Only one criminal decision has addressed this question, albeit in the context of deciding whether state court charges were preempted by federal copyright law: "Posting software on a bulletin board where others can access and download it is distribution . . . which is governed by the [federal] copyright laws."[22]

The Copyright Office states that U.S. copyright law includes a "making available" right that covers making files available on the Internet.[23] The Copyright Office characterizes this "making available right" as resulting from a combination of the distribution, reproduction, public display, and public performance rights.[24]

A number of federal courts have held that no distribution occurs unless and until an infringing copy is actually disseminated.[25] The leading copyright treatise also supports this view.[26]

To date, the only case to squarely address "making available" in the context of peer-to-peer networks and the new "making available" offense in 17 U.S.C. §506(a)(1)(C) is In re Napster, Inc. Copyright Litig. [27] In that opinion, the district court considered the plaintiffs' motion for summary judgment on their claims that Napster had directly infringed the plaintiffs' copyrights by creating and maintaining an indexing system that allowed users to upload and download infringing music files.[28] The key question was "whether the Copyright Act requires proof of the actual dissemination of a copy or phonorecord in order to establish the unlawful distribution of a copyrighted work in violation of 17 U.S.C. § 160(3)."[29] The court concluded that distribution did not include the mere offer to distribute a copyrighted work, given the plain meaning and legislative history of the terms "distribution" and "publication."[30] The court concluded that "to the extent Hotaling suggests that a mere offer to distribute a copyrighted work gives rise to liability under section 106(3), that view is contrary to the weight of [the] above-cited authorities."[31] Finally, the court rejected the argument that the "making available" language in the new offense at 17 U.S.C. §506(a)(1)(C), evinced Congress's intent that "making available" was a type of distribution, concluding that §506(a)(1)(C) made willful copyright infringement and "making available" two separate elements.[32]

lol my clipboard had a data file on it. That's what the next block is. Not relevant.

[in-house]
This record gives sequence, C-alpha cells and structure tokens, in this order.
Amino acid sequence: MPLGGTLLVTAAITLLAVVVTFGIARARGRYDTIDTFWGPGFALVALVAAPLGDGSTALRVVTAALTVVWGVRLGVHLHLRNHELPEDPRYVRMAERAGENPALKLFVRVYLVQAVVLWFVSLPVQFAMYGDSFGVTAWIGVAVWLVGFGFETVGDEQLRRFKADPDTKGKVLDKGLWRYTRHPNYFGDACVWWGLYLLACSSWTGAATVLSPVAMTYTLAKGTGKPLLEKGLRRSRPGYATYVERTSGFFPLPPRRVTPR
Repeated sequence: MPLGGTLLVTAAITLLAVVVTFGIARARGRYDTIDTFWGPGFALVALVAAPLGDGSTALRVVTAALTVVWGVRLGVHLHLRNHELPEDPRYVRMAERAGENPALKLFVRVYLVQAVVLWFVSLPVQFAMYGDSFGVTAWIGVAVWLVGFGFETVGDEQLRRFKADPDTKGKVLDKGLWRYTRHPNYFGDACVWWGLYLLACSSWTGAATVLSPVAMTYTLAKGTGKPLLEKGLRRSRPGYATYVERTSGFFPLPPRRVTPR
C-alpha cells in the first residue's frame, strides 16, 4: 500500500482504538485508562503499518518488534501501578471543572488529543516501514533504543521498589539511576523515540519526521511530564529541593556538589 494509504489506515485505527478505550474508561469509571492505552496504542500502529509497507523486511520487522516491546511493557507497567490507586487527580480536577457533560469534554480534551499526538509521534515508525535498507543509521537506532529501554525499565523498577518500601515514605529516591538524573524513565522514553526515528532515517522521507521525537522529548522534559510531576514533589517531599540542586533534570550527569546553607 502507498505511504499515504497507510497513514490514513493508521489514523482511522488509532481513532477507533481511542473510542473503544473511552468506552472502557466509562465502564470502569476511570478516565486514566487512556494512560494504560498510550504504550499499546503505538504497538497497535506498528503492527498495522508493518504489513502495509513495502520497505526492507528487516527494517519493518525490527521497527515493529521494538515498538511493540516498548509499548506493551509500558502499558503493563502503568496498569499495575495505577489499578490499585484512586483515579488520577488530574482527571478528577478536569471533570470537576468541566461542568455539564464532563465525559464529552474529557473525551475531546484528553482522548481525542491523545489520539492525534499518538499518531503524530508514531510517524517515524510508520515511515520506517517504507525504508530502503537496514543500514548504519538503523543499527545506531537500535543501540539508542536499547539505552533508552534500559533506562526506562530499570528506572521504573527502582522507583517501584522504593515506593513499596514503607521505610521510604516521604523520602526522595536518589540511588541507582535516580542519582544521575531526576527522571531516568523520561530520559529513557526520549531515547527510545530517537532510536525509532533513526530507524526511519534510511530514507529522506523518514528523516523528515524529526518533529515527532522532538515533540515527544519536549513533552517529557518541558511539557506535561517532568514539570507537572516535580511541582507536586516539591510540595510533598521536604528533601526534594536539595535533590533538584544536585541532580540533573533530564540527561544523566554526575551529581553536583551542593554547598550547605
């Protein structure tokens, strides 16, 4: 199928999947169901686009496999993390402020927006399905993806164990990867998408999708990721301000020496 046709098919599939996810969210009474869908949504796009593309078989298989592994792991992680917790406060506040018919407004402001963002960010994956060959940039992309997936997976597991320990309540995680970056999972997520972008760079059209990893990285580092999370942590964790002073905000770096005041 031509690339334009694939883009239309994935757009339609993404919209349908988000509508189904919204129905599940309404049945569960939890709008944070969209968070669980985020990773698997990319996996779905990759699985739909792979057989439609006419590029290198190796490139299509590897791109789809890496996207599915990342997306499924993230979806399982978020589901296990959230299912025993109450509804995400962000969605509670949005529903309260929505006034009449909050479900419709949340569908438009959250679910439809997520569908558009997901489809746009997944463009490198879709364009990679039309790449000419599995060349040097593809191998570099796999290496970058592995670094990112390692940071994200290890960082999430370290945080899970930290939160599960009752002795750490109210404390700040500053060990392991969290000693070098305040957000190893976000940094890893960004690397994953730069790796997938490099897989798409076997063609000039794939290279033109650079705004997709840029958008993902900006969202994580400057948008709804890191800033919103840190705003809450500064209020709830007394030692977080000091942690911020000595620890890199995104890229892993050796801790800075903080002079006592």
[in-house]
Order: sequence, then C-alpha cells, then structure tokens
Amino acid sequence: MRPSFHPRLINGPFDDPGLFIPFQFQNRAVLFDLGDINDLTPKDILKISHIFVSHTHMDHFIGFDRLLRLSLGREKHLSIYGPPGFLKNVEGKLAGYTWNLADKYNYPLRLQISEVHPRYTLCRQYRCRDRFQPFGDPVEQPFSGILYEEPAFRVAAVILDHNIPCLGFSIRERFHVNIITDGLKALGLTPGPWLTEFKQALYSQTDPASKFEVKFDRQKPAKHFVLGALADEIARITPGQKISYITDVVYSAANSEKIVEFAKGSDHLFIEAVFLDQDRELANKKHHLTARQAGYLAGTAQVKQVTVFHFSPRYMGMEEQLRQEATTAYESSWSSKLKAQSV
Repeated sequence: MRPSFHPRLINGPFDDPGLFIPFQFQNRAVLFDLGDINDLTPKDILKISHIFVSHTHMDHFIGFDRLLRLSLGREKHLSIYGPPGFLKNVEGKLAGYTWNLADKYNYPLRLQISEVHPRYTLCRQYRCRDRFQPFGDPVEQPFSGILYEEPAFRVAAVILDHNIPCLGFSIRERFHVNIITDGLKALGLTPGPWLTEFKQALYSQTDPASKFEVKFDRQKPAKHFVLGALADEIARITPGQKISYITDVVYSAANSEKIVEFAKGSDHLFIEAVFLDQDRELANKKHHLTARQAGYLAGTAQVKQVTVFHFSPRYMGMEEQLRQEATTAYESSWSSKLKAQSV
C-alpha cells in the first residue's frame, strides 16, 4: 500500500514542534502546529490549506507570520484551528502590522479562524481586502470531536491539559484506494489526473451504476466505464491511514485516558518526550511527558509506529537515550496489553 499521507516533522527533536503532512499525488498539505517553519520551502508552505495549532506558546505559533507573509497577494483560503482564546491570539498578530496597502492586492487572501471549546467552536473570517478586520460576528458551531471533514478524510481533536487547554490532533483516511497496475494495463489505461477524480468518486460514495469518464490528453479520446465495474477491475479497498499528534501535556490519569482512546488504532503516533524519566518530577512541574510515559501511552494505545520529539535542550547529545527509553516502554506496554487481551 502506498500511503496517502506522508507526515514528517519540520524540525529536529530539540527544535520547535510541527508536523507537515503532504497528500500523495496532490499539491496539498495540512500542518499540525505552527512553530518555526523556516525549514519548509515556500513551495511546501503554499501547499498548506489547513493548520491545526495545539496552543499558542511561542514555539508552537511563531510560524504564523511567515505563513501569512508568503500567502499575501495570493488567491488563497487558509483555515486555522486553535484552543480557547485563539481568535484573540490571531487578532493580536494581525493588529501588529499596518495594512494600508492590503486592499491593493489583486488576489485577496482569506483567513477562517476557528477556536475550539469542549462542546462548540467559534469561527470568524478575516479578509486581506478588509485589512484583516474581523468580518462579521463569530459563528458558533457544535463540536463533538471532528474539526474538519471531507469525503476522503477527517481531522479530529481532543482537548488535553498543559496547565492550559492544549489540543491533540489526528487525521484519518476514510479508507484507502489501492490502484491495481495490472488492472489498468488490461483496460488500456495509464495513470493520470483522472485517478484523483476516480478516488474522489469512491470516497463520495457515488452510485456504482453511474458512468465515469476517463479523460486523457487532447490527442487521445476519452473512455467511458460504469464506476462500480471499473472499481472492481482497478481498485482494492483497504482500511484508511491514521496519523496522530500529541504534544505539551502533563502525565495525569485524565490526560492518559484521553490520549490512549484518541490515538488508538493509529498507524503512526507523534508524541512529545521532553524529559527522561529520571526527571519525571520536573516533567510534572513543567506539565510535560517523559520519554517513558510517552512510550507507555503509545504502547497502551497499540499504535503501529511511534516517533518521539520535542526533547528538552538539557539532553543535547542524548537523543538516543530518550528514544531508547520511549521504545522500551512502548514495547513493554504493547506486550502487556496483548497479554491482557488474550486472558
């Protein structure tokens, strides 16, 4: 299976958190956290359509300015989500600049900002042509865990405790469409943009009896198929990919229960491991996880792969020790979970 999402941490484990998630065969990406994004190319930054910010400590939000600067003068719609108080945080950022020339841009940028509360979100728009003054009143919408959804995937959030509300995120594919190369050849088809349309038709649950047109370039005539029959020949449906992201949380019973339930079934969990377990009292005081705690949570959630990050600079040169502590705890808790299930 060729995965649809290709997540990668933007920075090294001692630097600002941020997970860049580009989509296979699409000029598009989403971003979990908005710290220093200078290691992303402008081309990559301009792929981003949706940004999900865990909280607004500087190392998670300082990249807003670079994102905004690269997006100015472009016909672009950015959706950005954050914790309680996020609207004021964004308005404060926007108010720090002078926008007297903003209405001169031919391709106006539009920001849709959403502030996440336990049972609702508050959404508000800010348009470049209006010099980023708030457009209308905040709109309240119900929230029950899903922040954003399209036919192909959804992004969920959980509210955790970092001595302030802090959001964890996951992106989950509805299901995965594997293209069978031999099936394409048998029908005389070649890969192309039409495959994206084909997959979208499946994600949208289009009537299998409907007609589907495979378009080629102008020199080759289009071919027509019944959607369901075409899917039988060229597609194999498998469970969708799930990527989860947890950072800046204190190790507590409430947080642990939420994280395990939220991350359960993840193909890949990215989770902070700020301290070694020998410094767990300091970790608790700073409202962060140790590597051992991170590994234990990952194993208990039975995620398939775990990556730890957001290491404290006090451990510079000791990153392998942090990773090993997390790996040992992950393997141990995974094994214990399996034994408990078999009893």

Some of the civil cases in which proof of actual dissemination has not been required suggest an alternative rule — that where, due to the defendant's actions, no records exist of actual transfers, the court may infer or presume that actual dissemination took place.[33]

ReferencesEdit

  1. 17 U.S.C. §1001(6).
  2. 17 U.S.C. §901(a)(4).
  3. National Car Rental Sys., Inc. v. Computer Assocs. Int'l, 991 F.2d 426, 434 (8th Cir. 1993) (full-text); See also 2 Melville B. Nimmer & David Nimmer, Nimmer on Copyright § 8.11[A](2006).